Comic Book Store Window, Park Slope/Brooklyn, NY; June, 2016]
“When you make peace with uncertainty, you find a kind of liberation. You are freed from bracing yourself against every piece of bad news, and from constantly having to work up a sense of hopefulness in order to act—which can be exhausting. There’s a certain equanimity and moral economy that comes when you are not constantly computing your chance of success. The enterprise is vast, there is no way to judge the effects of this or that individual effort—or the extent to which it makes any difference at all. Once we acknowledge this, we can enjoy the challenge and the adventure. Then we can see that it is a privilege to be alive now is this Great Turning, when all the wisdom and courage ever harvested can be put to use.”
(from World As Lover World As Self: Courage for Global Justice and Ecological Renewal, p.143, 2007)
A getting-to-know-you lunch with a yoga classmate, Muhammad Ali’s death, my 50th college reunion, a late-afternoon lobbying session (with other, WAY more informed people) to discuss an upcoming energy bill with my state rep; is there a theme, here? (besides the fact that I’ve simply noted some highlights of this past week?)
Why, yes, there is!
Let’s put it this way: at my Wheelock College reunion Saturday, someone asked a group of about thirty Class of ’66 members who’d read Atul Gawande’s Being Mortal. Most of us had.
Being mortal/growing old: for me, Ali’s death has proved a telling benchmark, a very real, very concrete measurement marking how vastly different the young me of the mid-sixties, who’d regarded Cassius Clay/ Muhammad Ali with fear and scorn and, yes, confusion, and the seventy-one-year-old me who marvels at, celebrates his witness* against racism and oppression and war!
So, yeah, I’m no longer pre-intimation of mortality. I’m mortal.
We all are. Which is why I went to lunch with that yoga classmate, a delightful woman who usually places her mat next to mine. The classmate who used to put her mat there (and who often said she and I should get together but when it came time to actually set up a date . . . ) died. Tragically. And why I, ever-mindful of the urgency of addressing climate change, showed up at a 4:30 meeting to discuss an energy bill. Because who else can show up during working hours? Activists and pensioners!
*In Quakerese: to stand up, to show up, to speak out about, to get arrested for some injustice you’ve been moved (“led”) to protest.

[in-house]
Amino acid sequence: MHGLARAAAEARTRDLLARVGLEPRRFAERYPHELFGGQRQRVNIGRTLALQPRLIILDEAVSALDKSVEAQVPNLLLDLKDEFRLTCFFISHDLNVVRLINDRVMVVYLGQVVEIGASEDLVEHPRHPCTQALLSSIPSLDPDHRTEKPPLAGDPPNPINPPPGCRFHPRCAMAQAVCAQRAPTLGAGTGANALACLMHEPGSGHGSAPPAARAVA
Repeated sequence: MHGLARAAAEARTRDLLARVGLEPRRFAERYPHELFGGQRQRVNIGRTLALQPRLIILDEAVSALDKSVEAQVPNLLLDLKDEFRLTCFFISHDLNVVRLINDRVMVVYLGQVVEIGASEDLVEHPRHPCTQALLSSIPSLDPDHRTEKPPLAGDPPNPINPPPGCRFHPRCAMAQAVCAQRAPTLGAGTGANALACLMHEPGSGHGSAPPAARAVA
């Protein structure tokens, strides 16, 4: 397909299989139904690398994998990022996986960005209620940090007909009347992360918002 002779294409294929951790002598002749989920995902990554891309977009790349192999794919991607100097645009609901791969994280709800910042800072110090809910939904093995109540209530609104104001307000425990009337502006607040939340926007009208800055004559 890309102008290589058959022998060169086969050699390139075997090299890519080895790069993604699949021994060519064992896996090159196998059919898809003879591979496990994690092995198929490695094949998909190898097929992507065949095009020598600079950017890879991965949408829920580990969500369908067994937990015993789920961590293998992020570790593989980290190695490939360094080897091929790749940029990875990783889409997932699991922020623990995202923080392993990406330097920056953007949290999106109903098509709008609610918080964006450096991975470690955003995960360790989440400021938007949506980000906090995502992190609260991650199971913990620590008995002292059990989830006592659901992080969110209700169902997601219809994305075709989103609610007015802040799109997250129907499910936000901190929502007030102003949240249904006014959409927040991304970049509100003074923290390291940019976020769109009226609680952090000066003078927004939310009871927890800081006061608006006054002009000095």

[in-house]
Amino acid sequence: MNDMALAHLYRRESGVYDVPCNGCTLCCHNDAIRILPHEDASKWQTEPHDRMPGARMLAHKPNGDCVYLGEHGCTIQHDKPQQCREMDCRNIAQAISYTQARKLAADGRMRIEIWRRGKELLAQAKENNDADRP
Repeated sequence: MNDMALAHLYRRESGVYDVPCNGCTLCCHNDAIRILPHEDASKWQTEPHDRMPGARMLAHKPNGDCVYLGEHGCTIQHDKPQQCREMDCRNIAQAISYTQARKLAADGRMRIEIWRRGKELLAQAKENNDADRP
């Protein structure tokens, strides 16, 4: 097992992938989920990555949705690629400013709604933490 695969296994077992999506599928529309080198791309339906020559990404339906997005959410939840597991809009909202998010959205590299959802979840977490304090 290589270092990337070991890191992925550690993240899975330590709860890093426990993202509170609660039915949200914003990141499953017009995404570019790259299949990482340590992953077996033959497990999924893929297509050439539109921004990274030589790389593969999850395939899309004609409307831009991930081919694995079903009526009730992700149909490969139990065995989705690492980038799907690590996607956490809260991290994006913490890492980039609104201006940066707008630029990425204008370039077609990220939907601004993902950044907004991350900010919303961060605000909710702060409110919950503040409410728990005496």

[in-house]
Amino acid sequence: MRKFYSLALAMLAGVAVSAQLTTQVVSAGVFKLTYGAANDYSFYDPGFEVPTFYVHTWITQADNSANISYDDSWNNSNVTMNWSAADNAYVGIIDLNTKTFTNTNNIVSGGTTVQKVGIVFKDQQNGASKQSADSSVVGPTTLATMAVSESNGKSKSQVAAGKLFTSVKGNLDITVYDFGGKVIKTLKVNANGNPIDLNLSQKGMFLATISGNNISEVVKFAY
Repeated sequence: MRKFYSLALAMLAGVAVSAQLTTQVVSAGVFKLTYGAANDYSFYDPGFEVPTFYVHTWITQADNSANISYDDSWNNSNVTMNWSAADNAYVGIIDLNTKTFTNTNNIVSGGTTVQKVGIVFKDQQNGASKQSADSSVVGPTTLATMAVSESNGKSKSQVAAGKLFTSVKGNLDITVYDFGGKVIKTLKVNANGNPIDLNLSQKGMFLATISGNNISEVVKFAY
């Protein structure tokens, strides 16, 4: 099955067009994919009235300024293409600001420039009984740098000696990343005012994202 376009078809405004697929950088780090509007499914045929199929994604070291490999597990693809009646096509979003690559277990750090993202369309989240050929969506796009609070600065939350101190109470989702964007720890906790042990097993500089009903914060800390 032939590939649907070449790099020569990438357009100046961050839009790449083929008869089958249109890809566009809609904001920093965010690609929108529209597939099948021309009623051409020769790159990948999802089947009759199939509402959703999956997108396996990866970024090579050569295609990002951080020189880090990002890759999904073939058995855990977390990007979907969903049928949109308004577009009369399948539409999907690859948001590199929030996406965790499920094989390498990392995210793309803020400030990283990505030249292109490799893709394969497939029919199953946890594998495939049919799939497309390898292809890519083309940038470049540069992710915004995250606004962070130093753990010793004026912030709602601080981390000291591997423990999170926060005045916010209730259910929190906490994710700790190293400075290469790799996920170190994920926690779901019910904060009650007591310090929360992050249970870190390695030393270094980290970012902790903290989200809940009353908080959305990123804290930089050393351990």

Overheard at the Union Square farmers’ market: A young man loudly whined; the young woman beside him muttered “Stay there.” As if to say, “Stay in your petulance! Listen to yourself! Take whatever time you need to remember that you’re a white, American male—the most privileged creature on this planet—and hear how you sound like a spoiled three-year old!”
That woman’s verbal eye-roll* reminds me of an oft-quoted Quaker story:
There is a widely told, entirely apocryphal, story that at one time George Fox and William Penn met. At this meeting William Penn expressed concern over wearing a sword (a standard part of dress for people of Penn’s station), and how this was not in keeping with Quaker beliefs. George Fox responded, “Wear it as long as thou canst.” Later, according to the story, Penn again met Fox, but this time without the sword. Penn then said, “I have taken thy advice; I wore it as long as I could.” Though this story is entirely unfounded, it serves as an instructive parable about Penn’s Quaker beliefs. (From Brief History of William Penn)
Of course, Penn’s individual sword-wearing-until-he’d internalized-Quaker-beliefs is one thing; the hatred, the racism, the violence we’re witnessing as countless white Americans act out in this time of incredible and radical and inevitable transition—and possibility—is truly terrifying! Right now, staying there is scary.
(And sad. I get that. I understand the sadness beneath the violence.)
And, given climate change, none of us have much time to ponder, to contemplate, to leisurely make peace with that sword. (Talk about incredible and radical and inevitable!) So let’s get to it. Now. Let’s do whatever’s needed, with love and with compassion and grace—whine, acknowledge our shame, our guilt, mourn, grieve, make reparations, accept; whatever—so we can embrace that Big Change that’s gonna come.
PS: One day later, I’m not comfortable with what I’ve said, here. There’s too much more that needs to be said. So, Dear Readers, please consider the words above as a Work in Progress.
Pretty sure the Big Changes a-comin’ will not come easy. Yet am moved to suggest that not only will the revolution not be in English, it might not be in words. It might be/could be as quiet and as powerful as love. William Penn suggested in 1693: “Let us then try what Love will do.” Now, there’s a revolutionary idea!
I know, I know; right about now you’re saying: “Patricia’s nuts. The inmates run the asylum and hatred is rampant. Love? Faggetaboutit.” (You might be right.)
So let’s unpack that at-first-glance-ridiculously-fey example: For starters, let’s talk about Facebook and game-changing social media. And how new, good ideas like The Dandelion Story get instant play with a simple picture and a slogan. Powerful stuff! And no blood was shed.
The Dandelion Story goes deeper, taproot deeper. Because how many of us as kids spent our suburban Saturdays pulling up those pesky weeds? (Some kids got a nickel for every plant dug up. My parents didn’t roll that way. No, my “reward” was to discover the joy of completing hard, sweaty work! And, when done, how delicious a glass of cold water tasted.) And how many of us, by the second hour or so on our youthful knees, wrestling with those dandelions’ stubborn, deep-in-the-ground taproots, wondered: “Why the heck am I doing this? Because this plant’s fighting me. It wants to live. It has gained my respect! Why, besides the fact that my parents told me to, am I doing this?” (Or something mystical or in-the-moment or At One With The Universe like that.) So how many of us, now knowing what we know about endangered bees and dandelions’ newfound respect and recalling our rebellious yet In Tune With Nature youthful selves can think: “I was right!” More important: How many of us now begin to wonder about other “weeds” we need to look at more appreciatively? Other long-held ideas we haven’t rethought. Other ways Mother Nature is asking us for our respect?